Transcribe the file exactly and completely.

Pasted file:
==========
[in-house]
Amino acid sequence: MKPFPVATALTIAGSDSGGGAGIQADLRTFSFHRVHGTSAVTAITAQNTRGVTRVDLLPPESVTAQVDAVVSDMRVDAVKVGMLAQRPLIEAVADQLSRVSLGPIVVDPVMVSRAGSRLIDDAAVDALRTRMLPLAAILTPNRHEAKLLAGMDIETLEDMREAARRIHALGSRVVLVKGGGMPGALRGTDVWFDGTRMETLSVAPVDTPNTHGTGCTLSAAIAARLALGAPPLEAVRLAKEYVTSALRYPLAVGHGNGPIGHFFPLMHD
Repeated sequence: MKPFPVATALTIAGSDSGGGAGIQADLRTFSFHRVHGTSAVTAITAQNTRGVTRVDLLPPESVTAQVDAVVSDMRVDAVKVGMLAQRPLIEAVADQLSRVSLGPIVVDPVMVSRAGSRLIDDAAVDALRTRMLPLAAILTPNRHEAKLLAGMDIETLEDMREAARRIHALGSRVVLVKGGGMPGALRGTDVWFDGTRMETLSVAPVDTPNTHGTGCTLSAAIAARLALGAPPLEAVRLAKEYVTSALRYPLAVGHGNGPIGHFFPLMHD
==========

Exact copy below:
[in-house]
Amino acid sequence: MKPFPVATALTIAGSDSGGGAGIQADLRTFSFHRVHGTSAVTAITAQNTRGVTRVDLLPPESVTAQVDAVVSDMRVDAVKVGMLAQRPLIEAVADQLSRVSLGPIVVDPVMVSRAGSRLIDDAAVDALRTRMLPLAAILTPNRHEAKLLAGMDIETLEDMREAARRIHALGSRVVLVKGGGMPGALRGTDVWFDGTRMETLSVAPVDTPNTHGTGCTLSAAIAARLALGAPPLEAVRLAKEYVTSALRYPLAVGHGNGPIGHFFPLMHD
Repeated sequence: MKPFPVATALTIAGSDSGGGAGIQADLRTFSFHRVHGTSAVTAITAQNTRGVTRVDLLPPESVTAQVDAVVSDMRVDAVKVGMLAQRPLIEAVADQLSRVSLGPIVVDPVMVSRAGSRLIDDAAVDALRTRMLPLAAILTPNRHEAKLLAGMDIETLEDMREAARRIHALGSRVVLVKGGGMPGALRGTDVWFDGTRMETLSVAPVDTPNTHGTGCTLSAAIAARLALGAPPLEAVRLAKEYVTSALRYPLAVGHGNGPIGHFFPLMHD